Please follow the conference on Twitter, remembering to use the hashtag #hsgBochumUCLan2018 and follow all the Twitter accounts in the image above.

Wednesday, 29 August 2018

Tweetchat: The International Dysphagia Diet Standardisation Initiative (IDDSI) framework - the Kempen pilot

The seventh #ResNetSLT Tweetchat of 2018 took place on Wednesday, 25th July (7.30 – 8.30pm UK time).

The chat was hosted by Sally Pratten (@salpratten) and Lucy Talbot (@lucyjtalbot) and was based around this paper: The International Dysphagia Diet Standardisation Initiative (IDDSI) framework: the Kempen pilot.

You can find the paper summary and question prompts here.

This was a very busy chat where experienced practitioners exchanged insights and advice from a wide range of clinical settings. The full transcript of the discussions can be found via this link.

To see who took part in the chat you can find the link to the Tweetchat stats here.

Thanks to our chat hosts, and to everyone who took part. We're looking forward to our next #ReSNetSLT chat on the last Wednesday in September, after our summer break. Hope to see you then!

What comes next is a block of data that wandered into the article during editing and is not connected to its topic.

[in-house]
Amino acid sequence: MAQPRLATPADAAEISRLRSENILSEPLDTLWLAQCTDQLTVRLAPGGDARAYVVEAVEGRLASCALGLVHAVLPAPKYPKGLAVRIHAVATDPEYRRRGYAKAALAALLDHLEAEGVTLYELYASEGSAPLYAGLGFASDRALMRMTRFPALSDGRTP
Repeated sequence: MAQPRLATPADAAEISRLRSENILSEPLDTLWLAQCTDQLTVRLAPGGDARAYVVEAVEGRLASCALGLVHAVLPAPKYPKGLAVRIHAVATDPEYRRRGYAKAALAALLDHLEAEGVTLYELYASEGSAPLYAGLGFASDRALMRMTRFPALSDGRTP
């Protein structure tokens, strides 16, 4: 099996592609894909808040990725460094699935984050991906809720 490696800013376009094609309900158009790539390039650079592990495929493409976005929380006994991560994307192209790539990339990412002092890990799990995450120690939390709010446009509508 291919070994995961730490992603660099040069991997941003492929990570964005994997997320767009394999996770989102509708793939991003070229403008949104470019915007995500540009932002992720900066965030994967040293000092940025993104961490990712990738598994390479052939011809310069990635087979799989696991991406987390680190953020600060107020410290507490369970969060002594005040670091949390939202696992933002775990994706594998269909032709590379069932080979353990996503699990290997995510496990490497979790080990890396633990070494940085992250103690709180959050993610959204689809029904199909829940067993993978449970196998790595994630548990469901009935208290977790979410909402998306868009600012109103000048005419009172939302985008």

Thursday, 12 July 2018

Brag and steal: Sharing stories of research and EBP at the RCSLT Research Champions workshop 2018

Thank you to Katie Chadd (@Katie_Chadd) for producing the latest ResNetSLT blog post.

The Royal College of Speech and Language Therapists have an established network of SLTs who are committed to striving "to ensure that speech and language therapy is an evidence-based, research-active profession, bringing together research and clinical practice" which is achieved by working in partnership with the RCSLT and wider research networks.

The network celebrated its increase in strength and numbers (now 273 SLTs) and the remarkable achievements of our therapists at a workshop held in London in July.

Two core aims of the day were to provide therapists with the opportunity to:
  • Share good practice initiatives to support evidence based practice
  • Develop contacts within the network to support research and development work
The format of the day varied and we incorporated presentations, a panel session, group activities, invited guest speakers, lightning talks, a poster exhibition, and practical workshops.

The attendees consisted of therapists working for the NHS with a range of experience, those in independent practice, school based SLTs, researchers, lecturers and clinical academics.